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Oxyhydrogen Gas Excavator  

<Purpose and features>

The excavator burns oxyhydrogen gas, which is a mixture of hydrogen and oxygen gases, uses the heat to rapidly evaporate water, and uses shock waves from such phreatic explosions to break and dig through rocks. Furthermore, we can let water melt rocks by making seawater and muddy water supercritical state under conditions of elevated temperature and pressure. By this action, this excavator uses no drill, so it can continuously operate without having to replace any bits. Under high water pressure, the pressure of oxyhydrogen gas produced by the machine becomes high, making the excavator more powerful. Therefore, the excavator is effective for drilling winzes for deep geothermal power generation and it is suited to mining hard manganese crusts in the deep sea as well as methane hydrate and other seabed resources.

<Working principle>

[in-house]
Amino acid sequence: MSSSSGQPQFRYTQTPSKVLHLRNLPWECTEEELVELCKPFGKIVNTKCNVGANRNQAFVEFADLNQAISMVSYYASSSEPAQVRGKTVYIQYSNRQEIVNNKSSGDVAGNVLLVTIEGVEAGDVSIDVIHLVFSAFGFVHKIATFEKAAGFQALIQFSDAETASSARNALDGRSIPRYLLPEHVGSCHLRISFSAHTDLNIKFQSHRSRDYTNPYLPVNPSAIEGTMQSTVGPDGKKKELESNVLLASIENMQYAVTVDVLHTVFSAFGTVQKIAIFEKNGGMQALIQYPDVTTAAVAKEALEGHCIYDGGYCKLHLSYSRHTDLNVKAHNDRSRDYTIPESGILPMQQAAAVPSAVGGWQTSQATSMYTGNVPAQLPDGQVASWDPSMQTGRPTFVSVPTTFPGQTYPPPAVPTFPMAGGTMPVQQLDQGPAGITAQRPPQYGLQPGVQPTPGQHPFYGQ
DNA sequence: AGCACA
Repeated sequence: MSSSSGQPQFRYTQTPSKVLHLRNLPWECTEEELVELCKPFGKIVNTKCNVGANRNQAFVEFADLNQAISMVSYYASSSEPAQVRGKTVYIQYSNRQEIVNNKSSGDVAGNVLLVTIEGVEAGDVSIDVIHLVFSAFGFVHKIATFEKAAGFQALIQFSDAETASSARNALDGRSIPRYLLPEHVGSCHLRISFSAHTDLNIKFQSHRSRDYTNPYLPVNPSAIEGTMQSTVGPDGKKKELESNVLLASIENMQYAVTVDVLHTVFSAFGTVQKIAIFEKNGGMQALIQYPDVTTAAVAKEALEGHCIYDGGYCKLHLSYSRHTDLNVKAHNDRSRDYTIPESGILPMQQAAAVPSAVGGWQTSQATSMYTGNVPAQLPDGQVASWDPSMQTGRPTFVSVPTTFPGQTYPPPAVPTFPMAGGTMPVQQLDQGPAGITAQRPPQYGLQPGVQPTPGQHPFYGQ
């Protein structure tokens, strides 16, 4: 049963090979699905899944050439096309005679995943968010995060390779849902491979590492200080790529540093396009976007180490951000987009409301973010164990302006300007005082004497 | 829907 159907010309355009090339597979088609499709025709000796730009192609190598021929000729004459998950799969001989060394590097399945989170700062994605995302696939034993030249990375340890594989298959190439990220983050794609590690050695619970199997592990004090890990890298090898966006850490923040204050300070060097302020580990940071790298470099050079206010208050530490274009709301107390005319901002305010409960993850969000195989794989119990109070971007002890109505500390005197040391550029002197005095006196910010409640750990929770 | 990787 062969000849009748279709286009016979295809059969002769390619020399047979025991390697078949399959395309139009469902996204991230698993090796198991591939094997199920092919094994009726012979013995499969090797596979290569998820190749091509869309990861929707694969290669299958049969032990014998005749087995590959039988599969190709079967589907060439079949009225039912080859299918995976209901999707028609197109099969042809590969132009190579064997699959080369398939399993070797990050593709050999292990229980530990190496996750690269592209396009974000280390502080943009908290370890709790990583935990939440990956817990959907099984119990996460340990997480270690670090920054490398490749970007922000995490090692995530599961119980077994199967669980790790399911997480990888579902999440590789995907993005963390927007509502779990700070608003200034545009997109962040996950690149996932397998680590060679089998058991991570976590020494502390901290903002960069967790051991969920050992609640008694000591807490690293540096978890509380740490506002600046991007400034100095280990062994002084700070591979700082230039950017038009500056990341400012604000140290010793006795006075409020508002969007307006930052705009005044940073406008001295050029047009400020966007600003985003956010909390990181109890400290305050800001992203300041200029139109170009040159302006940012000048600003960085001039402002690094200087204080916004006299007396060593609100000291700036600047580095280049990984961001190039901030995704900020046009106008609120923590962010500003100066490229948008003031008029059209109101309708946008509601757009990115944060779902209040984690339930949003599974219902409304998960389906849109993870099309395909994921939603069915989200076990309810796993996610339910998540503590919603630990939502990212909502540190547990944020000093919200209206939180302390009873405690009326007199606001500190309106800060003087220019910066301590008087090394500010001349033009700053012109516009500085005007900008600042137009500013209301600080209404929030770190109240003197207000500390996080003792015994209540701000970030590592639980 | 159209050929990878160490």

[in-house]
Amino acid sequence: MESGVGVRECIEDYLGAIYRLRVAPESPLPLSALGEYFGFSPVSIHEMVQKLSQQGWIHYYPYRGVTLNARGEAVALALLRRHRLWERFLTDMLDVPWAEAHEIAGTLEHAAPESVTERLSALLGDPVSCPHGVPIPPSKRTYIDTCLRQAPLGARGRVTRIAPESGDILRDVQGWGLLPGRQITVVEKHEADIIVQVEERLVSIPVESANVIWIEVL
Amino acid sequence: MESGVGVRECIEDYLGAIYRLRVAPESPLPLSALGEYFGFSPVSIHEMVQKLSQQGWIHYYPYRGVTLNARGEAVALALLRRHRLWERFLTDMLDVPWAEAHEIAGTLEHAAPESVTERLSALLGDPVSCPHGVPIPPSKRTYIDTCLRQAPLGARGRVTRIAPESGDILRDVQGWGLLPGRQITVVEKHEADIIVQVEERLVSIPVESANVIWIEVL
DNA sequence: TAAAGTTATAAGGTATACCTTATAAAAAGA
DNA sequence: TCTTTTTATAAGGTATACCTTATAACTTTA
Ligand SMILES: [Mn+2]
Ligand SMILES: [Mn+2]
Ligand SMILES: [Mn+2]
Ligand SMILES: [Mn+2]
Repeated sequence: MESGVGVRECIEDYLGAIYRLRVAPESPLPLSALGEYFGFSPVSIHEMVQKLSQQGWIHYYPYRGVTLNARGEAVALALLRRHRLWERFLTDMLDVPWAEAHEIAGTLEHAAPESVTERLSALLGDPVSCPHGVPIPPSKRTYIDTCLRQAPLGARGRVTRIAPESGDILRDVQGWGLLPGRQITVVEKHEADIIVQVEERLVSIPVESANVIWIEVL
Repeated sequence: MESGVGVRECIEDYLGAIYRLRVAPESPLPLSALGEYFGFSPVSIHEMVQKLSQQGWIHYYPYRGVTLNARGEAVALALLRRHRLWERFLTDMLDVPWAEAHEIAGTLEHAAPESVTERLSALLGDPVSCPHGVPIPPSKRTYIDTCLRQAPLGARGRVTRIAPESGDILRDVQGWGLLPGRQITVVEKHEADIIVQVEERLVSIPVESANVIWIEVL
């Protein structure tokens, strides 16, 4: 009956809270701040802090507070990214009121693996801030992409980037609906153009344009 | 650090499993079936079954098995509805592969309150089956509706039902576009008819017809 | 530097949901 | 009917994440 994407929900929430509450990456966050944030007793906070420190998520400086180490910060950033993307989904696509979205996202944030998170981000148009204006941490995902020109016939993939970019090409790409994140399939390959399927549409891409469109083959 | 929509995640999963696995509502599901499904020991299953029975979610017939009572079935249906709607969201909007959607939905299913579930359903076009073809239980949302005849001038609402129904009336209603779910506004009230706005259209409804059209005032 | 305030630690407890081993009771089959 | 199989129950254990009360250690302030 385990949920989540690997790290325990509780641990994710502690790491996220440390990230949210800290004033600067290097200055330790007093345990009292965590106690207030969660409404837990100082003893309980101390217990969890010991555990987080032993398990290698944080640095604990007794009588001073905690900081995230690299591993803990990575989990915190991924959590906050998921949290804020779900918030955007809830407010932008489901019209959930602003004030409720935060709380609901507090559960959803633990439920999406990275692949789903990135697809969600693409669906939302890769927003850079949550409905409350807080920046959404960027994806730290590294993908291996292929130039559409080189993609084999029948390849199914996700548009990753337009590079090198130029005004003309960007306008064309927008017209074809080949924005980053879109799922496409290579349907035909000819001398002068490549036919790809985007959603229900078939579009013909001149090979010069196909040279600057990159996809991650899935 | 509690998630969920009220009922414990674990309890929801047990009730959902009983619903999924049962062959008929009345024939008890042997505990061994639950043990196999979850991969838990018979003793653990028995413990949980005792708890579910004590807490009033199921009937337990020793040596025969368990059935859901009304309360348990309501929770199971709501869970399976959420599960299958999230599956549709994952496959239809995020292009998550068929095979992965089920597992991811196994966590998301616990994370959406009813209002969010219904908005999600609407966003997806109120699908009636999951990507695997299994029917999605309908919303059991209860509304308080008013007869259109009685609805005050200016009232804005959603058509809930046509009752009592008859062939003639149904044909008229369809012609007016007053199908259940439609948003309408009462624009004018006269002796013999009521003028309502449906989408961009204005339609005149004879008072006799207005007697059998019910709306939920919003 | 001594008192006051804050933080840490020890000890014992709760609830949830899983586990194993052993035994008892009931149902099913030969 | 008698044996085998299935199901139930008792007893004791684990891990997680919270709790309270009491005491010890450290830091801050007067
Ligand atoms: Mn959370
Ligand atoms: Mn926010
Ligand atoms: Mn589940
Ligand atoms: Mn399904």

When the excavator is used on the seabed and manganese composite oxide is used as the anodes, the machine can produce oxygen gas from the anodes and hydrogen gas from the cathode by electrolyzing seawater. When seawater is electrolyzed under high pressure near the deep seabed, the pressure of oxygen and hydrogen gases produced and stored in the pressure container is higher than the high water pressure near the seabed. The excavator then mixes these oxygen and hydrogen gases to create high-pressure oxyhydrogen gas, sprays the gas toward mud and rocks on the bottom of sea, and ignites it. The gas even burns underwater forming a high-temperature torch. This torch uses high-pressure gas, so its energy density is higher than ordinary torches and the temperature of the burner unit is extremely high more than 2,000〜3,000℃. Therefore, the excavator can melt rocks with high heat and it can instantaneously evaporate seawater around the machine to cause phreatic explosions and generate shock waves. The action of crushing rocks on the seabed makes it possible to dig a deep hole without using a drill. In addition we can change the seawater to the super critical water under the elevated temperature and pressure more than a tipping point. After all, we can drill a deep hole even if we do not use the drill by action to melt rocks. Unlike laser drilling, this method maintains the same effect even if the area being drilled becomes opaque due to floating silt, so it is a more effective drilling method.